A complaint filed with the Massachusetts Commission Against Discrimination claims Twitter unfairly singled out the Salem-based Satanic Temple when it suspended two accounts associated with the religious organization, instead of an account that made a threat against the temple. While the two accounts have been restored, they have yet the be "verified" by Twitter, a choice that amounts to religious discrimination, the Satanic Temple claims.

"The failure of Twitter to verify both accounts ... clearly demonstrates a pattern of hostile discriminatory behavior engaged in by Twitter against The Satanic Temple," according to cofounder Lucien Greaves. "It reveals the biased human agency behind a facade of neutral and evenly enforced standards."

Gone are the days when marriages could only be performed by a priest in a church or an official in city hall. Now just about any Joe Schmo can perform a marriage ceremony, if they click a few buttons online. And while the new Wild West of wedding officiants can leave brides and grooms wonder whether their union is actually legal, it can also open the doors for some fun marriages and ministers.

So if you're looking to get licensed to perform a wedding ceremony, here are the three weirdest places to get ordained (sadly, Our Lady of Perpetual Exemption is no longer one of them):

11-Year-Old Summoned for Jury Duty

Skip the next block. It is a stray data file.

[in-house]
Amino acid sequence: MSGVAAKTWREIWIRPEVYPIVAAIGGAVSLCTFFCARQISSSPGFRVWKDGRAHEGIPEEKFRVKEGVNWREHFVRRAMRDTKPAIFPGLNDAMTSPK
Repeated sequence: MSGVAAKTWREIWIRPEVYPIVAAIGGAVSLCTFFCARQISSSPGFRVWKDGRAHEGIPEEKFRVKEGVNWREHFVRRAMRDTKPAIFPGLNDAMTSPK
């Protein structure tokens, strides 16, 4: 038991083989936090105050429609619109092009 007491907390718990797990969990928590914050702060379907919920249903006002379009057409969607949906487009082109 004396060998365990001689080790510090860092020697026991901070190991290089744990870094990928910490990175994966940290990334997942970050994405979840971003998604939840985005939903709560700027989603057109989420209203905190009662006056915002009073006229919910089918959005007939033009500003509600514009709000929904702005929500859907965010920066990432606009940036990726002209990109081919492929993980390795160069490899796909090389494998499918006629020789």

Although most people don't enjoy getting a jury summons in the mail, there was at least one Pennsylvania resident who didn't feel that way. Jeanette Fox's son, Luke, was very excited when he was summoned for jury duty. But, there was a problem: Luke is only 11 years old and, unfortunately for him, a person has to be at least 18 years old to serve on a jury.

So, what happens when someone is over 18 years old and doesn't want to serve on a jury? Well, unless you have a valid excuse - and make the court aware of the excuse - you can actually get into trouble for not showing up when summoned for jury duty.

We like to poke a little fun at people who try to pay fines in pennies. But a misguided protest that doesn't punish any of the people responsible for the fine itself shouldn't open the door for civil rights violations. And bringing $10 in pennies to pay a ticket doesn't give court officers the right to grabbed you from behind, choke you and throw to the ground so hard you defecate yourself.

But that's what one Michigan man alleges happened when he tried to pay a parking ticket in pennies in Royal Oak.

We've noted before that, while Reddit's legal advice section was a decent source of humor, it's not such a great source of legal advice. So when we saw one humorous looking post, we couldn't resist taking a look at the ensuing legal advice.

"[M]y mom has power of attorney for me (im in my mid twenties) [sic] and now because I haven't cleaned my room I'm on the verge of being kicked out of the house, sent to a group home, and having my phone turned off," wrote one user. "She locks the refrigerator and freezers up because 'she can't trust me to not eat everything in the house.'" So what did the legal experts on Reddit have to say?